UNITED States-based medical alumni are worried over the sudden exit of three top University officials over the controversial plan to commercialize and expand the UST Hospital, but have appealed for calm amid difficult times for the University.

The UST Medical Alumni Association in America, one of the biggest donors to the hospital and the Faculty of Medicine and Surgery through a $3 million endowment fund, has pledged to continue support for indigent patients and “toward making our Alma Mater a school noted for academic excellence.”

In a message to members of the alumni association, Dr. Stella Evangelista, the group’s executive director, said the association was “unaffected directly by the leadership changes,” but added, “we are troubled by any problems encountered by the University.”

“I ask for your tolerance at this difficult time in our University’s history. (For now), let us remain steadfast in our loyalty to our Alma Mater and its missions,” she said.

The association’s president, Dr. F.C. Dante Gapultos, Jr., who relayed Evangelista’s message in a letter to all members, described the developments as “disturbing news.”

Evangelista said: “When the parents are in a state of unrest, the children feel a sense of dismay and unease. The current state of affairs gives the alumni such a feeling.”

On its website, the UST Medicine Class ‘67 Foundation USA, Inc. also said it would continue with donations to the Faculty of Medicine and Surgery. “As I read the news item out of the Manila media, I am convinced that our (project) is the right thing to do for our alma mater,” said Dr. Cora Gemil, foundation president.

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‘Bypassed’

The Faculty Union of the University, meanwhile, said it resents having been “bypassed” on the resignations, which, it claimed, showed the “low regard” for the union.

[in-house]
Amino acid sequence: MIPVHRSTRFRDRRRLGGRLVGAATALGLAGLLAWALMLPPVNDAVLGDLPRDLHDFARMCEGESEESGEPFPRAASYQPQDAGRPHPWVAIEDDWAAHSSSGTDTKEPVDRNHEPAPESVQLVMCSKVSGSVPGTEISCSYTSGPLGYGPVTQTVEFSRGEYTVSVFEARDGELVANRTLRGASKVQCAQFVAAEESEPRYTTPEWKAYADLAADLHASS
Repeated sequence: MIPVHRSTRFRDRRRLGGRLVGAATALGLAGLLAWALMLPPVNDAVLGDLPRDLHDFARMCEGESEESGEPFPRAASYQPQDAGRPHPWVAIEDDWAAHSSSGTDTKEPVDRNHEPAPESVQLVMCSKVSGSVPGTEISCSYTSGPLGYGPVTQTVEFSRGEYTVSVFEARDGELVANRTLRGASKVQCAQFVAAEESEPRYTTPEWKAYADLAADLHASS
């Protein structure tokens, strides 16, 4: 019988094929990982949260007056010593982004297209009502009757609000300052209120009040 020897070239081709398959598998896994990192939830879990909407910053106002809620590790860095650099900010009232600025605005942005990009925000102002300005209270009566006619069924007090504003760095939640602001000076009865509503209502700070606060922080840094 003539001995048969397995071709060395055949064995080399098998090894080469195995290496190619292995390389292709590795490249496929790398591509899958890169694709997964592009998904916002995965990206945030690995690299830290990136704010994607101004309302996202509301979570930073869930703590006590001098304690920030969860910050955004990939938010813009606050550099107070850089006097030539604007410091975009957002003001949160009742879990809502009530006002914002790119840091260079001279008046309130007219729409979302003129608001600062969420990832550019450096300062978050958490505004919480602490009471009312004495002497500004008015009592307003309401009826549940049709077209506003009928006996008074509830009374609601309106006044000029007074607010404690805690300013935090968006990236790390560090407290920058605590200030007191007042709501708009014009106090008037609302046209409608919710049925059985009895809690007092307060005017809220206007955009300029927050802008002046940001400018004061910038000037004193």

“We were not given the chance (to speak) nor (be) notified as to why Fr. Arceo was removed,” said Gil Gamilla, union president. “What is the union, anyway? That’s probably the way they look at it, that we are not important in the University.”

But Gamilla was quick to add that union leaders did not want to “dip their toes in politics” as its focus is on the welfare of the faculty.

Still, the union is disappointed with what had happened to Father Arceo and the University.

“It seems like we are at a loss,” Gamilla said. “Father Arceo is a good man. I am one with him but it’s the (Master-General of the Dominican Order) who has decided. We do not want to get caught with the politics, but I am for Father Arceo.”

Council wants clarification

The Central Student Council wants a clarification on the resignations. “The stand of the Central Student Council is that we would like to be informed more on the reasons why (the priests) were removed,” Reyner Villaseñor, president of the council, said.

He said the council was only informed that the resignation of the three top officials of the University was because of “breaking some parts of the Canon Law.”

Villaseñor said it was important for student council officials to be “enlightened” so that they would be able to answer questions from students.

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He said that the council supports the University in pursuit of the truth “in these troubled times.” John Constantine G. Cordon

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